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need a review of RDBMS as to which one to use?

Posted on 2005-02-28
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Last Modified: 2008-02-20
Hi experts,
I would like to review the following RDBMS to use in my database which contains around 100,000 records. It does not need to do any INSERT/UPdate query. Please provides every detail as possible:

1- Ms ACCESS,
2- SQL Server
3- MySQL
4- Oracle

My system: Window XP SP1

Sokhodom
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Question by:sokhodom
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16 Comments
 
LVL 22

Expert Comment

by:JesterToo
ID: 13425302
1.  How many concurrent users?
2.  Web accessible?
3.  How much downtime can you afford to have?
4.  Is this for Corporate or Private use?
5.  How much are you willing to spend on it?
6.  What are you going to use if for?

Since you're not inserting/updating you may not need the "heavy hitters" of SQL Server and Oracle.  And, if this is multiuser and/or you have little tolerance for downtime, I wouldn't choose Access.  That leaves MySQL as a strong contender.  But, I'd still like to know the answers to questions above to be more confident in recommending it.  MySQL is used commercially in some pretty big applications.  And, the price is much better than the  big vendors' products.

HTH,
Lynn
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LVL 8

Author Comment

by:sokhodom
ID: 13425357
1.  How many concurrent users?
> Maximum 500 users
2.  Web accessible?
> Yes (the result of the database will be used for the web)
3.  How much downtime can you afford to have?
> Very LITTLE to NONE
4.  Is this for Corporate or Private use?
> For Corporate use
5.  How much are you willing to spend on it?
> As Less as possible
6.  What are you going to use if for?
> user can search currently avaible information based on Keyword search in our database

Thank Lynn, But would you state clearly on the FEATURE, performance etc.. of each DB?
sokhodom
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LVL 25

Accepted Solution

by:
jrb1 earned 800 total points
ID: 13425825
1) While Access isn't particularly robust, most people already have the software on their PC...making it available for little or no cost.  Performance isn't great.  Multiuser apps have some problems with that many users.  But for reporting via a web server, I can't say that it would be the wrong choice.  It might be all you need.

2) SQL Server is pretty robust.  It is workable for large scale corporate applications.  Multi-user support is good.  Standard version costs about $5,000.  This is a lower end, pro database.

3) Pretty solid database.  Lots more features than Access.  I haven't worked with this DB a lot, but it seems a bit lower end than SQL Server.  I don't know a lot of companies that use it for critical apps, but at free to low cost, you get lots of features at the best price.

4) Oracle is the biggie.  Lots of features available, but not for cheap.  Not a lot of competition for big scale corporate apps.  The standard version starts at about $15,000.
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LVL 25

Expert Comment

by:jrb1
ID: 13425828
Just reread...will say...for downtime, Access may not be best. Again, for reporting only, it may be OK.  But that's not what it is intended for.
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LVL 11

Assisted Solution

by:sujit_kumar
sujit_kumar earned 80 total points
ID: 13425952
If you have  100,000 records and you want to spend as little as possible then go for SQL Server.
0
 
LVL 19

Assisted Solution

by:billmercer
billmercer earned 320 total points
ID: 13426365
Sokhodom, based on your priorities, I think MySQL is probably the best choice.  It meets all of your criteria. It's free, quite stable, could easily handle your volume, and for the sort of use you're describing it's one of the fastest engines available, if not the fastest. MySQL is extremely popular as a web back end, especially as part of the so-called LAMP platform of Linux, Apache, MySQL, and PHP.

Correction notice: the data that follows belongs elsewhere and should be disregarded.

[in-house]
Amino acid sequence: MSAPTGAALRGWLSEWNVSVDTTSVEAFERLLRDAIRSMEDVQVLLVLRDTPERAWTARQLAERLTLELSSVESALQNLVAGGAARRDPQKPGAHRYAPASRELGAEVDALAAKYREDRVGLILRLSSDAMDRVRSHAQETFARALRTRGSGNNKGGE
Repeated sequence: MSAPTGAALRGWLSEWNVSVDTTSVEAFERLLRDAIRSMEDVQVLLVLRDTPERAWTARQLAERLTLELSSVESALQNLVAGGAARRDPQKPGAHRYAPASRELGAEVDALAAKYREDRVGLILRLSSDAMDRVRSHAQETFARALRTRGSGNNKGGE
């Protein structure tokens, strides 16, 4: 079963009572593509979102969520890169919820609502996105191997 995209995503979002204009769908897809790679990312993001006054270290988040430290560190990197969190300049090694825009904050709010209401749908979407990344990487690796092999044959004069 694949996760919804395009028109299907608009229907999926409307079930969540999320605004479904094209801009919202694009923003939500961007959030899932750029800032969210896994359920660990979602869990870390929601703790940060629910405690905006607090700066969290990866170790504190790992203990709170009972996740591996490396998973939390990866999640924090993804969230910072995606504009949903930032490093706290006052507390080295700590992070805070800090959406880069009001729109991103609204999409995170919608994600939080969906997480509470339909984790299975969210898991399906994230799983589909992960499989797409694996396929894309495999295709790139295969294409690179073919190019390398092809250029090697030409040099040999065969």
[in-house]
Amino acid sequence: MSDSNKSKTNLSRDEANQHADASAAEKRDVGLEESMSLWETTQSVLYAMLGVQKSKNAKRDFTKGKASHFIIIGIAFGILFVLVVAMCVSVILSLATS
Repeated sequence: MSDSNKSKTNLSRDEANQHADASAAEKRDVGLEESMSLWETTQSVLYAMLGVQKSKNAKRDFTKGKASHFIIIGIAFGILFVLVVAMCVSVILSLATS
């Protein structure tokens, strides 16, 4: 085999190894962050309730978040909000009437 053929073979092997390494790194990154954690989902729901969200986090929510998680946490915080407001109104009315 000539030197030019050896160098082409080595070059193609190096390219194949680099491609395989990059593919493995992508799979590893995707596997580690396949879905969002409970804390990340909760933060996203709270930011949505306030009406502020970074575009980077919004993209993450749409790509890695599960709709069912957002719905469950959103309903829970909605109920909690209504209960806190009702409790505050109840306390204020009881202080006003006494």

MySQL lacks some basic features of other SQL engines, (that's partly where it gets its speed) but from your description it doesn't sound like you'll need those features anyway.

Oracle is incredibly powerful, can handle incredibly huge amounts of data, and is incredibly expensive. For the use you describe, it would be overkill.

MS-SQL would be a reasonable choice, it's more powerful than MySQL, but it's still expensive, and if you don't need all that power, it's still probably overkill. Access is the least stable and least powerful one you listed, and is not going to handle 500 simultaneous users.

Given your emphasis on performance and low cost, another option you might consider is Firebird, an open-source database derived from InterBase. Firebird is free, very powerful, and pretty fast. It's also very compact, and extremely easy to use.

I'm curious how you narrowed your choices down to the four you listed. Oracle is arguably the most powerful database platform in the world, and Access is basically a consumer desktop application. Choosing between them is like choosing between a fishing boat and an oil tanker.
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LVL 22

Assisted Solution

by:JesterToo
JesterToo earned 400 total points
ID: 13426407
Actiually MS SQL Server will likely cost a lot more than $5K... It can be licensed either by CPU or by seats (number of users).  Also, there is, or used to be, a separate "WEB Connector" license needed (per web server?... don't remember).  With the uptime requirements, this should be in a cluster for high availability... more license costs.

Sokhodom, there are just too many features to list for any of these DBMS to do any kind of justice to them.  You should just visit the vendor's web sites.  They all do a pretty decent job of touting their strong points and all of them are very capable at delivering most of the common functionality that any relational dbms should have.

The single biggest weakness, in my mind at least, is the current production release of MySql (4.x) does not support triggers.  It is in development, and is partially supported in the current alpha 5.x release.  However, this shouldn't affect your planned use for the db since triggers are only useful when altering the contents of a table... and you've stated you won't be doing that.